To mark the launch of Workplace House, a multi-brand co-creation space in the heart of Clerkenwell, a consortium of participating brands hosted an event to explore the factors that contribute towards a good (and not so good) workplace experience.
“Before we begin”, pondered AWA’s Andrew Mawson, one of the founding partners, “what constitutes an experience?”
“Something that’s memorable, emotional, participatory…”, retorted the audience.
“Big and little events, moments, gestures and encounters that shape feelings, thoughts, behaviours.”
Simply put, then, an experience is some kind of occurrence that leaves an impression. It’s associated with senses, emotional responses, reactions… and it’s potentially different for everybody because we’re not carbon copies of each other. Designing an experience for a community involves recognising that the experience in question is being consumed by people in different ways.
“A sense of community and belonging is important in the design of today’s workplace,” commented fellow event host, Ashley Hayward, managing director of Kinnarps UK, whose Clerkenwell HQ has been redeveloped as Workplace House. “That feeling is created through the provision of great fixtures and fittings combined with a holistic approach to experience. That’s why it is important to consider all the requirements of a modern fit-out as one, linked and complementary process.”
For Mawson and Hayward, this means we have to treat the workplace user as a consumer of experience – almost to the point where we should be designing and building business hotels with a very customer-focussed approach. It’s not enough to provide functionality. If organisations are to have an edge over their competitors, if they’re to attract and retain the best people, then they need to think about experience in a holistic way.
“Smart business leaders know that if their organisations are to stand a chance of gaining competitive advantage, they have to create frictionless work environments that emanate personality, drive culture and encourage people to work in a way that yields a better outcome,” said Mawson. “With organisations in the knowledge economy now essentially recruiting for ‘brainpower’, the goal should be to create work environments that fuel rather than consume cognitive energy.”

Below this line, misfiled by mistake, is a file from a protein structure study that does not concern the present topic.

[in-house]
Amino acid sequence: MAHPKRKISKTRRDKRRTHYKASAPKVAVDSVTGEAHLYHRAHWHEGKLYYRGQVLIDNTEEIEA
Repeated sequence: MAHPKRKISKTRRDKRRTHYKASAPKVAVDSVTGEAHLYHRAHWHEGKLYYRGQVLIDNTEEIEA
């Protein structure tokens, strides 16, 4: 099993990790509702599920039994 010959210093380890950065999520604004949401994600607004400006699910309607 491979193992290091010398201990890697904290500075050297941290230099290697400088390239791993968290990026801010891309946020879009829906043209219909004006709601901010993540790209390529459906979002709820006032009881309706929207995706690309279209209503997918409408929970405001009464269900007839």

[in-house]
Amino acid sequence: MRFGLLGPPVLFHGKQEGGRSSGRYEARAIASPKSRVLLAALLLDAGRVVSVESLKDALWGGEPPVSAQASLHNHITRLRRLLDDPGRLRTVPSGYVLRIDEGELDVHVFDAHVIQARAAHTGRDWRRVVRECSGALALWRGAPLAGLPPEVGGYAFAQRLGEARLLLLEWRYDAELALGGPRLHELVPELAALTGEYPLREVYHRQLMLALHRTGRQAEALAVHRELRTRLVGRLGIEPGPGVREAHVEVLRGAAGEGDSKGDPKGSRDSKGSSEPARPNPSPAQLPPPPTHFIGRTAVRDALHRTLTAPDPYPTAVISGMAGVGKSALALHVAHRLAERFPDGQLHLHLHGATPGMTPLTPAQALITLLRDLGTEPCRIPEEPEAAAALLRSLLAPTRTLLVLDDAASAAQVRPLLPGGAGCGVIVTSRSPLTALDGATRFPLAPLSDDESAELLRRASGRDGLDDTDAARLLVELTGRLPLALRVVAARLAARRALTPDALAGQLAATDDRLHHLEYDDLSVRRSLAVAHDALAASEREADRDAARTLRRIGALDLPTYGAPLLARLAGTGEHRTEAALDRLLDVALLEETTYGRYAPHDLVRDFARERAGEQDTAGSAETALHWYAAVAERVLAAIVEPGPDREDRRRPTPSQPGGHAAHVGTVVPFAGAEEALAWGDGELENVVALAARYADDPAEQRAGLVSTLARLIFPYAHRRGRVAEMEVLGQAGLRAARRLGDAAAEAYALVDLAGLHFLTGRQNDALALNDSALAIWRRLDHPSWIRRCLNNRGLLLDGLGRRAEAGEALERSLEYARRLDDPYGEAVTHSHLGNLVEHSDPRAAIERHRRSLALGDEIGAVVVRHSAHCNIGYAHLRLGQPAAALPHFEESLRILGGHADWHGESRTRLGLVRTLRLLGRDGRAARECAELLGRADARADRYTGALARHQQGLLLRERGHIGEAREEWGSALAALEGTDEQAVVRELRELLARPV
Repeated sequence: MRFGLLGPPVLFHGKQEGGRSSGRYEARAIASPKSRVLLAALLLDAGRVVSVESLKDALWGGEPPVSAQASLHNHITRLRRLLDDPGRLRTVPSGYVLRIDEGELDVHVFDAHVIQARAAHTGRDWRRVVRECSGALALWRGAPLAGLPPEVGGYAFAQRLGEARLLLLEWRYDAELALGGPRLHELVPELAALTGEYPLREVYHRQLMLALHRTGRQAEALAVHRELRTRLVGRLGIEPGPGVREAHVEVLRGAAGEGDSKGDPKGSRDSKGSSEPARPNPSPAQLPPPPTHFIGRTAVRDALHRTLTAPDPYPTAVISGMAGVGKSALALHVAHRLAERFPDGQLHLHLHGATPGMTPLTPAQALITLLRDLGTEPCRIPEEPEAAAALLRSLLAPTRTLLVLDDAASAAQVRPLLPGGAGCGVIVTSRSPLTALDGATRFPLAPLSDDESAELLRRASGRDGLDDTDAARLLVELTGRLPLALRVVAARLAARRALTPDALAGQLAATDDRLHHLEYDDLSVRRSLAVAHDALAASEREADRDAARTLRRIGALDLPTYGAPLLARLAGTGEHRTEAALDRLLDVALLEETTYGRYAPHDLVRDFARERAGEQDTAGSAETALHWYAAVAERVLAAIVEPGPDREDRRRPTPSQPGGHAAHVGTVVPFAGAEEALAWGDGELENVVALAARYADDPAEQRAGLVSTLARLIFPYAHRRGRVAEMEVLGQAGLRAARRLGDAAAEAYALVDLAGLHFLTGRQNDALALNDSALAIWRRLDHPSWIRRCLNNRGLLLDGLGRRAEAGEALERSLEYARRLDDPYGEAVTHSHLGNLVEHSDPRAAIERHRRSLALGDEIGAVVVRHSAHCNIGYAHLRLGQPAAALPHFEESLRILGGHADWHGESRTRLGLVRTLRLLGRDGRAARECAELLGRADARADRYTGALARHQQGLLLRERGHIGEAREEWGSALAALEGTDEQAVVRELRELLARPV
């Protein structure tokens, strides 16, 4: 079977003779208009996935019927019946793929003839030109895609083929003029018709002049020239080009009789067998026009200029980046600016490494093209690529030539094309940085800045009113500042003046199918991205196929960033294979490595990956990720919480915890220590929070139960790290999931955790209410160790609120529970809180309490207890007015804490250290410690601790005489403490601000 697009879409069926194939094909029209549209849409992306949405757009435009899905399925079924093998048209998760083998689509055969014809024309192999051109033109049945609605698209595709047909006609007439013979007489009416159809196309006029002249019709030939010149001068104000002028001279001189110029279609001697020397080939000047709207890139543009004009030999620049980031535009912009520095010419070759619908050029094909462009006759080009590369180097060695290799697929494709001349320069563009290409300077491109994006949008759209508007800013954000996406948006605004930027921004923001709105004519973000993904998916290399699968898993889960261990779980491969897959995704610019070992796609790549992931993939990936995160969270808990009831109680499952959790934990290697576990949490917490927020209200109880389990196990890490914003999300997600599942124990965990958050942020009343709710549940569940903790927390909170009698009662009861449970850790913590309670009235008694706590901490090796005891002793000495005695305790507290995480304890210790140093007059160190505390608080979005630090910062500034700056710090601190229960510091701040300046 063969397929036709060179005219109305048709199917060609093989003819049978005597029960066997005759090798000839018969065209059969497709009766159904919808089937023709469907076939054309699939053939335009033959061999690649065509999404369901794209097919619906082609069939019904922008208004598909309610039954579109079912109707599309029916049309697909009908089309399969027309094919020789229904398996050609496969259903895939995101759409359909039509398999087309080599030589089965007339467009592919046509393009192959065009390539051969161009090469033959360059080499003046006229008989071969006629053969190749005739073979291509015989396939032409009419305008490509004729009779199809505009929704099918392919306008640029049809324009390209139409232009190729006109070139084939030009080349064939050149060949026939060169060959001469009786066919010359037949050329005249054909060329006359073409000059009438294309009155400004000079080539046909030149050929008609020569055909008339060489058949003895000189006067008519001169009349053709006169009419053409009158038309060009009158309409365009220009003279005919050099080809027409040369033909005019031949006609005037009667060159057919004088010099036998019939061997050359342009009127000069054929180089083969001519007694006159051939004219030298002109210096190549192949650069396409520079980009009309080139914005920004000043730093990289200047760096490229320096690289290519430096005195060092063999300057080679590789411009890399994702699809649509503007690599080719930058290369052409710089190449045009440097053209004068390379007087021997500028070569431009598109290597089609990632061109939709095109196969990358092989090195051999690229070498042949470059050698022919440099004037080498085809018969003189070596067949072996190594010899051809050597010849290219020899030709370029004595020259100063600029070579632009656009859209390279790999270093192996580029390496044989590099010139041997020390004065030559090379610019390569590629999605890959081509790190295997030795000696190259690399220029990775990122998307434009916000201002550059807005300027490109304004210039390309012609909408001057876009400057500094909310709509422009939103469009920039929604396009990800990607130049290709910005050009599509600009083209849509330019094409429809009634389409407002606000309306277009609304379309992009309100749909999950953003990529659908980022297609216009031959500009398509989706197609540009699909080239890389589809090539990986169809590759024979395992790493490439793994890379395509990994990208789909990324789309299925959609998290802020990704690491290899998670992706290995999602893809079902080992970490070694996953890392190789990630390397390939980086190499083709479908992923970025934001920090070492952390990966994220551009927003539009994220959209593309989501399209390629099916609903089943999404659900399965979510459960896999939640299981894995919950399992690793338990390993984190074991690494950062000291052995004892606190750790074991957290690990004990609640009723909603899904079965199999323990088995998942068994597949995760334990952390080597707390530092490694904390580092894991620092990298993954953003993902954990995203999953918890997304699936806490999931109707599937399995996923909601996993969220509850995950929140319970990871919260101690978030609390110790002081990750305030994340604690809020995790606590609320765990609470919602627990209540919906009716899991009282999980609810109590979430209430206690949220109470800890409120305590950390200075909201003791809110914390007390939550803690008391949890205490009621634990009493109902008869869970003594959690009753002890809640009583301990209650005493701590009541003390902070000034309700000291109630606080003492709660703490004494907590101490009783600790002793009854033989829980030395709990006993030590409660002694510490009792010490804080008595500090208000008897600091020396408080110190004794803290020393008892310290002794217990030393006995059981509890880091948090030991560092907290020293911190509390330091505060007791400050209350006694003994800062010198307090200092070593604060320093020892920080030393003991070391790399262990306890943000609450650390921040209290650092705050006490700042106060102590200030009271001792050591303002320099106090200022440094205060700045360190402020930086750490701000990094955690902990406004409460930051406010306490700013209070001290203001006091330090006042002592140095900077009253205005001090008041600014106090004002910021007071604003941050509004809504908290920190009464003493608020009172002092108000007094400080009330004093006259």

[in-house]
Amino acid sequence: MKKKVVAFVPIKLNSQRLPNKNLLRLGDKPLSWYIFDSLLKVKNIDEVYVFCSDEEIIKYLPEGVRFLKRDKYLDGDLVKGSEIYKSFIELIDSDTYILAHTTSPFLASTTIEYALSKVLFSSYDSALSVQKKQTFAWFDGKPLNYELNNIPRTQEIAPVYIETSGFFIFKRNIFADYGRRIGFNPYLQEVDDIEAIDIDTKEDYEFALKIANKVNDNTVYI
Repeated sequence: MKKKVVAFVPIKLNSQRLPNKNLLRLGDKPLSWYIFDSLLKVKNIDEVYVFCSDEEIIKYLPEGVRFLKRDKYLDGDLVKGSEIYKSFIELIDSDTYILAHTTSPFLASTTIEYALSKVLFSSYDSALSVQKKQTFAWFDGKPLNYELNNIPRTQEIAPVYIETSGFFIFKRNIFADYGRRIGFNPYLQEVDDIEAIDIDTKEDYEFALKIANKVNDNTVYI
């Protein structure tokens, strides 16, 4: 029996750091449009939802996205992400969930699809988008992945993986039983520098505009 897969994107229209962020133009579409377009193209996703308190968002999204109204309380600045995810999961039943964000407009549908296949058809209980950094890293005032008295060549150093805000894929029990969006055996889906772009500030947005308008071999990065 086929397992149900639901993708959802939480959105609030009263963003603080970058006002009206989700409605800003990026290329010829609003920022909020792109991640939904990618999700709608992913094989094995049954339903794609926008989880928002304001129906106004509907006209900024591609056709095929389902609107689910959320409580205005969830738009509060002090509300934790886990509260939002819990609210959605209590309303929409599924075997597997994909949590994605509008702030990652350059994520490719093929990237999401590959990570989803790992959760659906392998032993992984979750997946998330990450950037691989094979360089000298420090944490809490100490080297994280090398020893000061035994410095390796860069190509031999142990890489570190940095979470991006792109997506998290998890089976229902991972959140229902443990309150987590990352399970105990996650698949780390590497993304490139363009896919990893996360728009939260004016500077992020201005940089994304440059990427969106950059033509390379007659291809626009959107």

As per AWA’s research, many factors affect an employee’s ability to do their job – these include a person’s lifestyle habits such as sleep, hydration, nutrition, and general fitness, but also environmental elements like lighting, noise, air quality and temperature. All of the above can aid or hinder mental performance if not carefully managed. We only have one brain, said Mawson, and the majority of its capacity is devoted to managing our physiology: our digestion, our immune and cardiovascular system, our body temperature and so on. So, anything else that places a burden on our brains consumes cognitive energy.
If someone is too hot, their brain has to help their body cool down. If someone cannot see well because of poor light or computer glare, the brain has to deploy capacity to ‘guess’ what it’s looking at. If someone is being bombarded by a deluge of noise, their brain has to work harder to shut it out. If someone has to fight with a faulty laptop, the same is true. All of these ‘experience failures’ detract from the pool of cognitive energy a person can devote to business-related intellectual tasks.
A frictionless experience
Poorly designed workplaces, then, can result in wasted ideas, lost light-bulb moments, dwindling enthusiasm and mental fatigue. You can’t innovate if you can’t think. One fundamental aspect of workplace management should be the creation of fault-free workplace experiences that are frictionless and place no burden on a person’s cognitive capacity resources.
“More and more organisations are encouraging their workforce to share space and rub shoulders with outside influencers – to benefit from different perspectives within one neighbourhood,” said Hayward. “But with so many different personalities and corporate cultures mixing together, it can be a challenge to create experiences that all enjoy and welcome. The goal is to create a workplace that allows all staff to fulfil their potential, in a familiar and comfortable environment. It is as much about removing obstacles as it is providing opportunities.”
For the founders of Workplace House – AWA, Kinnarps, Christy Carpets, Ascentae, Avocor and Planet Partitioning – the workplace is about the totality of the environment an employer provides their employees. It encompasses the tech, tools, practices and processes; the physical, social and virtual; and the management frameworks, organisational structure and culture that influences the way people feel and perform. The collective, recognising that the experience provided by an employer reflects the personality of the company in question, its brand image, its commitment to employees and to the community in which it operates, has sought to create a frictionless workplace that allows people to be the best that they can be.
“Workplace management is about designing and delivering multi-faceted, minute-by-minute, multi-sensory experiences that create an emotional response,” said Mawson. “It encompasses thinking about journeys and destinations, the fusion of space, information, services, and how these reflect organisational personality, support human effectiveness, and are attractive to target employees. And it involves removing all the obstacles that get in the way of good work.”
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